• 1/2 tsp baking powder
  • 1/2 tsp cinnamon
  • 1/3 cup old-fashioned oats*
  • 1 T flaxseed meal (optional)
  • 1/2 cup chopped apple
  • 1/3 cup raisins or 3-4 T chopped pecans (optional)

*Make sure your oats are gluten-free if you need these to be gluten-free!


Preheat oven to 350°F. Grease muffin tins–the original recipe warns against using cupcake papers, but I have not tried this and cannot attest to what would happen if you did that.

In a large bowl, combine applesauce, almond butter, maple syrup, vanilla extract, brown sugar and egg. Beat in oat flour, baking soda, baking powder, salt, and cinnamon. Stir in old-fashioned oats, flaxseed, chopped apple, and nuts/raisins (if using).

Bake 16-18 minutes. Let cool slightly before removing from tins and serving.

King Cake

king cake01


I’ve never been one for Mardi Gras/Fat Tuesday/Carneval celebrations. They haven’t been a part of the local culture anywhere I’ve lived except for Austria (you can read a little about that here), so this was the first King Cake I ever ate as well as the first one I ever made. If you, like me, have never had or made one, here’s what to expect: it’s a pretty basic yeast cake filled with a mixture of sweet cream cheese, pecans, cinnamon, and lemon zest. Tradition calls for a toy baby representing Jesus to be hidden inside, but that got overlooked in my cake.

king cake02


No matter. With or without a plastic baby Jesus (or bean, or other substitute), this cake will surely be a crowd-pleaser. The cream cheese filling is slightly tangy to balance the rich, sweet buttermilk glaze. The cake itself, a broiche-like dough, has a nice tender crumb. The flavors meld together perfectly.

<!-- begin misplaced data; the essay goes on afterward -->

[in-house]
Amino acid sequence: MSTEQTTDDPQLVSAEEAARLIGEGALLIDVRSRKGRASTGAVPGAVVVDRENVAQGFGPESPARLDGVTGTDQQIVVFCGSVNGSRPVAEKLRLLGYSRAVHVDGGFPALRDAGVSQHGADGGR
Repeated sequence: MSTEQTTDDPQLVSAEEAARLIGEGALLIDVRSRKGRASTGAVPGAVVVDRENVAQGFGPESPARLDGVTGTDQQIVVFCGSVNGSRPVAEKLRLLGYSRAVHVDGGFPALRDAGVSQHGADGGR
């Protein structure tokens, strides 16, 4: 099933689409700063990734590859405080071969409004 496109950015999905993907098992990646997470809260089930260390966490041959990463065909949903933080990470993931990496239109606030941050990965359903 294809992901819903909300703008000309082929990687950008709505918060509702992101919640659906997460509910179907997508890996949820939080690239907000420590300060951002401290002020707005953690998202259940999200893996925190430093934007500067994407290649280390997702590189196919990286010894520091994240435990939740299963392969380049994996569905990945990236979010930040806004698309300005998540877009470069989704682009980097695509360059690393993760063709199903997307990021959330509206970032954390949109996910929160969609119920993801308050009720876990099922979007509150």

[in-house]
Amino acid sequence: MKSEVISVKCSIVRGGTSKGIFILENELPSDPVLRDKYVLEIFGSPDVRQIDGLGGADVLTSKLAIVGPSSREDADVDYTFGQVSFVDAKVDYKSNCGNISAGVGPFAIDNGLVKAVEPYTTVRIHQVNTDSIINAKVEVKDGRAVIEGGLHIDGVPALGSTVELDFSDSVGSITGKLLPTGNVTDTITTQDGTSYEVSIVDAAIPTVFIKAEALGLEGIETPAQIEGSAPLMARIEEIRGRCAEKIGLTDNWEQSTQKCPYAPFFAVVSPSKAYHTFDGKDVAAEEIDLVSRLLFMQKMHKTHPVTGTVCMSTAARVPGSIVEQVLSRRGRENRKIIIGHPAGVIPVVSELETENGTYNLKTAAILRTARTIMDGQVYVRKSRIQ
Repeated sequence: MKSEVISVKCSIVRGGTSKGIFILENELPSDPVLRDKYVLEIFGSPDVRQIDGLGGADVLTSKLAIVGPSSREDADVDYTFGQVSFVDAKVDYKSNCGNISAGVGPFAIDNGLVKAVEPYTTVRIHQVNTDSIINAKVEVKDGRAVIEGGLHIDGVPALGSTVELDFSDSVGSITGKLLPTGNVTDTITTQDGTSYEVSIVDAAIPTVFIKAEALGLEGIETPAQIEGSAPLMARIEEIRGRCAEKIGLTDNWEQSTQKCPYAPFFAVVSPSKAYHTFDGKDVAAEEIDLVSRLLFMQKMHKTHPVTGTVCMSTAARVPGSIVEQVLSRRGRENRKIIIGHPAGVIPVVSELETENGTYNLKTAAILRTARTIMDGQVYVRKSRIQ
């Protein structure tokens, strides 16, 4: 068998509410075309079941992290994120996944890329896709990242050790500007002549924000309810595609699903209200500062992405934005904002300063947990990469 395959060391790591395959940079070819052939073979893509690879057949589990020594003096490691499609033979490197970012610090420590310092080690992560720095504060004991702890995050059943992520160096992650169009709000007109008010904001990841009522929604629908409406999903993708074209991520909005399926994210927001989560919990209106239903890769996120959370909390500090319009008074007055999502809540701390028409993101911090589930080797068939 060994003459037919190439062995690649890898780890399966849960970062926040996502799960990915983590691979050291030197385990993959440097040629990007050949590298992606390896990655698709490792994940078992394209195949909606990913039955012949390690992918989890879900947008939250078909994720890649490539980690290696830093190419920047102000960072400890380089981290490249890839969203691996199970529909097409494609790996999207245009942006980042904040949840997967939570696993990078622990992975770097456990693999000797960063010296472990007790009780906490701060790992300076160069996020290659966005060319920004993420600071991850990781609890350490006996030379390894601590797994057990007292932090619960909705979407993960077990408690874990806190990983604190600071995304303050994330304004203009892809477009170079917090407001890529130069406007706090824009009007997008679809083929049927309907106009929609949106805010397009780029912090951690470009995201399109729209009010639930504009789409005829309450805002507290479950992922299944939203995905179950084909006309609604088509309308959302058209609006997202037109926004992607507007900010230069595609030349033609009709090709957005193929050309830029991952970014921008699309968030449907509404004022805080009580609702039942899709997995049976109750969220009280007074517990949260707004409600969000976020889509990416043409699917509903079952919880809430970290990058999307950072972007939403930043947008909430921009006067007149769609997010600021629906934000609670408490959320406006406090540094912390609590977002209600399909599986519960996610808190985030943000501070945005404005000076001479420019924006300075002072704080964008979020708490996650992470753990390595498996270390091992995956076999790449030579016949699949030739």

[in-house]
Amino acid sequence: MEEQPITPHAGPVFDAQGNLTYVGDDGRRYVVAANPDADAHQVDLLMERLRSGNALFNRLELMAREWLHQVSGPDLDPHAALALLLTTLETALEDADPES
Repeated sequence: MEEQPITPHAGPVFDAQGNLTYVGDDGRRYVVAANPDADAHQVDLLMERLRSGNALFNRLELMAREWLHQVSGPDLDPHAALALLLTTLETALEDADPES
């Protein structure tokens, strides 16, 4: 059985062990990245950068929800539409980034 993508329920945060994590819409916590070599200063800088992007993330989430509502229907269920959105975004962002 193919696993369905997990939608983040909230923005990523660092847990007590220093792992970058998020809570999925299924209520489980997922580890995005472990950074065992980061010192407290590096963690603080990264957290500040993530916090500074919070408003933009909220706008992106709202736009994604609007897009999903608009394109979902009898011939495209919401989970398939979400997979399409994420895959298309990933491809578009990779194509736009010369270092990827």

king cake03


So while the rest of the blogosphere becomes inundated with red and pink things for Valentine’s Day (Happy Valentine’s Day), how about giving this cake a try instead?

King Cake

slightly adapted from Saveur


For the dough

  • 2 1/4 tsp active dry yeast
  • 1/4 cup warm water
  • 1/4 cup sugar
  • 1/2 cup milk (I used skim)
  • 2 T light brown sugar, packed
  • 1/2 tsp vanilla extract
  • 1 egg + 1 egg yolk
  • 3/4 tsp salt
  • 2 3/4 cups all-purpose flour
  • 1/2 cup (1 stick) butter, softened

For the filling

  • 12 oz cream cheese
  • 1/2 cup dark brown sugar, packed
  • 1/2 cup chopped pecans
  • 2 T maple syrup
  • 2 tsp ground cinnamon
  • 1/2 tsp salt
  • zest of 1/2 a lemon

For the frosting

  • 2 cups powdered sugar
  • 1/4 cup buttermilk
  • splash vanilla extract
  • sanding sugar or sprinkles, to decorate


For the dough: In the bowl of your stand mixer, combine yeast, water, and a pinch of sugar and allow the yeast to activate and become foamy, 5-10 minutes. Add sugars, milk, vanilla, egg, and egg yolk and beat until combined. Add flour and salt and mix. Using the dough hook attachment, knead on high for four minutes.  Add the butter and continue kneading for another six minutes until fully incorporated. The dough should pull away from the sides of the bowl and form a ball. Cover and let rise until doubled in size, about 1 1/2-2 hours.

For the filling: Cream together cream cheese, brown sugar, pecans, maple syrup, cinnamon, salt, and lemon zest.

Make the cake: Punch down the dough and turn out onto a clean, floured surface. Roll the dough into a large circle about 1/4″ thick. Poke a hole in the center and gently stretch and widen the hole. Halfway between the edge of the dough and the edge of the hole, place dollops of the filling. Starting with the outside edge, roll the dough over the filling to form a ring. The seam should be hidden. Cover and let sit for one hour.

Bake the cake at 350°F for thirty minutes, until golden brown.

To frost: Let the cake cool completely. Whisk together powdered sugar, buttermilk, and vanilla. Pour or spread over the cake, and decorate with sanding sugar or sprinkles.

(My friend who is from The South where Mardi Gras is more of a thing would like to add the following instructions for hiding a baby inside the cake: BABY. Strategically place the baby where only your favorite person will be expected to seek it. Alternatively–the preferred method–hide multiple babies and cause chaos!)

Cranberry Pecan Scones

Perfect for breakfast or brunch, these scones are packed with dried cranberries and pecans.